GUEST BLOGGER: KATHY RIGGS, USU PROFESSOR
Back when most young mothers were small children or perhaps not yet born, a bit of financial wisdom was printed in the Financial Wisdom Supplement of the National Center for Financial Education (NCFE), authored by then President of the group, Loren Dunton. It was titled, simply, “The Ten Commandments of Personal Finance.” In keeping with copyright requirements, the items are written in their original format as “Thou shall” or “Thou shall not” statements.
Are these same tenets identified over 20 years ago (1994) still current? See what you think.
1. Thou shall NOT put out more money than taken in.
2. Thou shall spend money thinking of your future as well as your present.
3. Thou shall remember that compound interest is never retroactive.
4. Thou shall NOT collect credit cards nor use them carelessly.
5. Thou shall honor always thy debts and obligations.
6. Thou shall develop a spending plan and spend money on savings or investments.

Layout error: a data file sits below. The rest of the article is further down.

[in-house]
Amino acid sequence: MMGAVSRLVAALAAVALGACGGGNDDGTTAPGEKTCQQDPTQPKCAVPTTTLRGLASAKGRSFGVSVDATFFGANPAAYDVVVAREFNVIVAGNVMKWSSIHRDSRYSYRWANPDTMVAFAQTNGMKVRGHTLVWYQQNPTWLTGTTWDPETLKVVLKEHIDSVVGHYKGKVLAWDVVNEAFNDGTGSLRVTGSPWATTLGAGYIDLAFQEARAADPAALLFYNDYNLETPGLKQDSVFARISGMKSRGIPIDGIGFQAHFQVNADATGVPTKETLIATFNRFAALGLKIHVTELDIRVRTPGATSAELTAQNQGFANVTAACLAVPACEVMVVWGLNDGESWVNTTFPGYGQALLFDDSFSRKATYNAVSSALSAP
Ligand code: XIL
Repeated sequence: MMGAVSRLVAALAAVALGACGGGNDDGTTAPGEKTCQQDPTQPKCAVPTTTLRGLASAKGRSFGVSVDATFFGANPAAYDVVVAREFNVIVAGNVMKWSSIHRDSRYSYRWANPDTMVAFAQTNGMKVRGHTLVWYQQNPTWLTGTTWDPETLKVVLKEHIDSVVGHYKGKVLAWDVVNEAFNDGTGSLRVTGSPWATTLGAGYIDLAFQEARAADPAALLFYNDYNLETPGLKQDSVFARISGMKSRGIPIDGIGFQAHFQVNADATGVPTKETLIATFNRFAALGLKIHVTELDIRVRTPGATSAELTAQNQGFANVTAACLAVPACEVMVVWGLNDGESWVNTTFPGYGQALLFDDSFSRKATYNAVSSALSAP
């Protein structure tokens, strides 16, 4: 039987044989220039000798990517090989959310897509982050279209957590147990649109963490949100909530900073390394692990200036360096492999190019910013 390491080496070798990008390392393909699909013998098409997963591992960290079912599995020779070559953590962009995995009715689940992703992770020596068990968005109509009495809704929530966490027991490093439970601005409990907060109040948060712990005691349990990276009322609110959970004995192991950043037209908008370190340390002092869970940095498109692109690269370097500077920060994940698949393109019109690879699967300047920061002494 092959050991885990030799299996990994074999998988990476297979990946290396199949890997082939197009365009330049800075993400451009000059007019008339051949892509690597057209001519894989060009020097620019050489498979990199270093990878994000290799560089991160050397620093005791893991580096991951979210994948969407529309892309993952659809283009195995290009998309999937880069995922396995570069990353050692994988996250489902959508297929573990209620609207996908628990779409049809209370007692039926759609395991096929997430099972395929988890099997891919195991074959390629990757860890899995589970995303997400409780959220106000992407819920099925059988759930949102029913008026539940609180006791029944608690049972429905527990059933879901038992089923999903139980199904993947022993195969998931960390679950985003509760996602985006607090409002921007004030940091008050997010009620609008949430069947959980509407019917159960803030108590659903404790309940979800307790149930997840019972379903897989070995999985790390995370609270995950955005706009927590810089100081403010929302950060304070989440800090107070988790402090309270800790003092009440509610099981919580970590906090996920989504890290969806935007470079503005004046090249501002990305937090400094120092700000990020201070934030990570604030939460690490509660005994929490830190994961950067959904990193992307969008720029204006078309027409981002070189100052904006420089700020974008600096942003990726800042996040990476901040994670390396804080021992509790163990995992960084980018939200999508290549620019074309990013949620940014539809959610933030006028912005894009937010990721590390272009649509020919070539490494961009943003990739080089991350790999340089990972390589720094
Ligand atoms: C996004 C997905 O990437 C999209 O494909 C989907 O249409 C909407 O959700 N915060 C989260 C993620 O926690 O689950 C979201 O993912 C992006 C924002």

7. Thou shall always search for high interest rates and a good return.
8. Thou shall live moderately today and not worship the god of materialism.
9. Thou shall practice dollar cost averaging* in your investing.
10. Thou shall obtain a financial education so as to be no one’s fool.
Note: Dollar Cost Averaging is an investment strategy where an investor places a fixed dollar amount into a given stock or bond on a regular basis regardless of what is happening in the financial markets. The result of this strategy allows investors to take advantage of buying more shares when prices are low and fewer when prices are high thus averaging the benefit over time. (See https://www.investopedia.com )
You may have made related financial goals at the beginning of 2019. Now is a great time to return and review your progress. Update your goal timeline if needed so you can be successful.
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